Analytical Solutions Along the Lithium-Ion-Battery Lifecycle

Thu 8 Jun, 2023

Quality as the main driver

To keep global warming in check, we need a worldwide mindset shift – especially in the field of energy supply. This can only be achieved if the industry takes a step out of the comfort zone of relying on ever-available fossil fuels and towards variable but sustainable forms of energy. 

With new ways of thinking and smart adaptive technologies, our highly technologized daily lives can be sustained in a climate-friendly way. Electromobility is growing and there is an ever-increasing international focus on energy storage, not least because of the growing awareness of climate change and the increasing sanctions on CO2 emissions. 

Lithium-ion batteries play a crucial role in this. For these to actually be sustainable and efficient as an alternative form of energy requires pioneering spirit. Analytik Jena's highly accurate analytical measurement techniques play a key role here – from exploration, development and production to quality control, recycling and controlling possible emissions into the environment. 

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Fundamentals – the function of a lithium-ion battery

Although lithium-ion batteries are relatively simple in structure, they involve many factors that require clarification. The combination of different materials - from solid to liquid, inorganic and organic – increases the complexity. 

The battery cell of a lithium-ion battery consists of two electrodes: a negative graphite electrode (anode) and a positive lithium metal oxide electrode (cathode). There is also a thin electron-insulating layer (separator) impregnated with the electrolyte (liquid organic medium that conducts ions). During charging, the lithium ions in the electrolyte migrate through the separator from the cathode to the anode, allowing the latter to accept additional electrons. During the process of discharging, the electrons travel in the opposite direction through the external circuit back to the cathode. This converts chemically stored energy into electrical energy and releases it.

Demands on the promising new form of energy

The value chain of Li-ion batteries consists of six main stages that form a closed loop, from raw material extraction to battery cell recycling:

  1. Mining of raw materials
  2. Refining
  3. Lithium-ion battery production 
  4. Battery cell production 
  5. Battery use
  6. Recycling 

At every stage of the lithium-ion battery value chain from extracting and processing the valuable raw materials to quality assurance in production and material recovery during recycling, it is important to know which elements are present and the quantities of these to ensure the highest quality and safety.

Mining companies must therefore quantify the most important elements even before mineral extraction. It is also necessary for battery manufacturers to monitor impurities in raw materials to ensure product quality. Furthermore, it is necessary to control environmental emissions and comply with the prescribed limits for heavy metals. Recycling companies are also required to check the purity of recovered materials and comply with environmental regulations.

But how can these requirements be met? Currently, both the mining of raw materials and the production of lithium-ion batteries largely takes place in China, and the European market has been using these imports. A lithium discovery in the Osterzgebirge (Eastern Ore Mountains) in Saxony could make Germany more independent in lithium battery production in the future, as it is estimated that around 125,000 metric tons of lithium are stored under the ridge of this mountain range.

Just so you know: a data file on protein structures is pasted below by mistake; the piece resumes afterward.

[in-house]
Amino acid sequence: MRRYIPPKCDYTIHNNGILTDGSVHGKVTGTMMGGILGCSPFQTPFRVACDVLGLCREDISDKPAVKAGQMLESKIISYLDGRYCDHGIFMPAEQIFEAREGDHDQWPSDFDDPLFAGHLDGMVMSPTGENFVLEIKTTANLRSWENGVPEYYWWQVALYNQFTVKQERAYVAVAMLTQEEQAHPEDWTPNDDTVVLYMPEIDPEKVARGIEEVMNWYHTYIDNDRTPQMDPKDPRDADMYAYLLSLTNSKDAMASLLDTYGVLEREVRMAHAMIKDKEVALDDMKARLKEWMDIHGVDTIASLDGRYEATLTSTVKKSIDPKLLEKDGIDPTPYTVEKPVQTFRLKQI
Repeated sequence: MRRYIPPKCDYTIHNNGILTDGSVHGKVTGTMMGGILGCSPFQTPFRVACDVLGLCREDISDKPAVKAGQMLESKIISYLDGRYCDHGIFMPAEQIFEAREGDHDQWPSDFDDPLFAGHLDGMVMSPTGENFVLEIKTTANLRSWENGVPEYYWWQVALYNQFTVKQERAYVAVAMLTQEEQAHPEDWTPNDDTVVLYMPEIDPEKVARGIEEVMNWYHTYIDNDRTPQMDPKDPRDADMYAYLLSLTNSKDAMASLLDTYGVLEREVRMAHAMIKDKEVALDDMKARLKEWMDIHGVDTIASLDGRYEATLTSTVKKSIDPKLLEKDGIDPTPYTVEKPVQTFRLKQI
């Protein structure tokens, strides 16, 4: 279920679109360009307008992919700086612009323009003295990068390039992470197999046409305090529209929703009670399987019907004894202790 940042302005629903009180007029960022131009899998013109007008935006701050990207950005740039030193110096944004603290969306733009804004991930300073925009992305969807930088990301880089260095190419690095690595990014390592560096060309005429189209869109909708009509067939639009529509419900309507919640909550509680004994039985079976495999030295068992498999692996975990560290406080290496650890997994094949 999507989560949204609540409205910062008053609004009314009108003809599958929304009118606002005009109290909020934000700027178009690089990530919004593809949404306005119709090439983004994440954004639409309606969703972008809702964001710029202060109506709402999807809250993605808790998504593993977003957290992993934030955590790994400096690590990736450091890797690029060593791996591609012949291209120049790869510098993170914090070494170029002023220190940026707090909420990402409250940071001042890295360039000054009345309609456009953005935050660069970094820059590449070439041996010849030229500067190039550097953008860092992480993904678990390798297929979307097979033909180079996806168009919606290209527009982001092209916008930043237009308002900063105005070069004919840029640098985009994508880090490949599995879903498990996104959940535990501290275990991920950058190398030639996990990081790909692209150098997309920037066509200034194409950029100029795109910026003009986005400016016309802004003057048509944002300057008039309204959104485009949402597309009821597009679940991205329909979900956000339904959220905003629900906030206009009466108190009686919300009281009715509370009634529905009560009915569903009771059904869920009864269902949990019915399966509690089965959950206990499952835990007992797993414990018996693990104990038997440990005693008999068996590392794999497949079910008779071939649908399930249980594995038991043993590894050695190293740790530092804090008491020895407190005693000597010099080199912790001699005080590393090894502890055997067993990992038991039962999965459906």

In addition to possible mining areas, the production of lithium-ion batteries has also been on the rise in Germany since 2021. Gigafactories for e-batteries are to be built in several German regions by 2024. However, empirical values, let alone standardized procedures and norms, are few and far between, especially in production and recycling.

Companies such as Analytik Jena are therefore currently working together with industry to develop valuable knowledge based on scientific findings and the most suitable methods. The goal is to develop high-quality and ecologically and economically valuable products and to establish meaningful standards. Reliable, sensitive and high-performance analytics is the linchpin in this process.

In the following, we first consider the upstream process, i.e. the exploration of raw materials and their refinement, for which requirements and best practices have already been established in some cases.

Upstream: Mining and refining

80 percent of the total value of a Li-ion battery cell is determined by the raw materials used. It is therefore important to focus on the highest level of quality as early as the ore extraction stage.

In addition to access to the appropriate mines, another key factor for high-quality raw materials is an understanding of the relevant processes for extracting raw materials from the mine ores. 

1. Mining the raw materials

The following raw materials are typically required to manufacture lithium-ion batteries:

  • Lithium carbonate (Li2CO3) forms the main component of the battery (cathode). To meet the increasing demand for lithium, more lithium must be extracted from existing or new sources. These include seawater brines and lithium-bearing underground brines and geothermal sources. Brines are underground reservoirs that contain high concentrations of dissolved salts, which in turn may contain lithium in economically significant concentrations and quantities. Salar brines are those that occur beneath dried-up lakes and are important sources of lithium. Mining sites with the largest market shares include those in Australia, Chile and the USA. 
  • Graphite is mostly used to make the anode and is largely sourced from China.
  • Cobalt is mainly extracted in mines in the Democratic Republic of the Congo, but also in Australia.
  • Nickel is largely mined in mines in Brazil, Canada, Russia and Australia.
  • Miscellaneous metals such as aluminum, copper, and manganese.

The most important resource for lithium-ion batteries, lithium or lithium metal oxides LiMO2 (i.e. LiNixMnyCozO2), is very common, but its extraction is extremely costly and requires a combination of chemical processes and separation processes that are very energy intensive.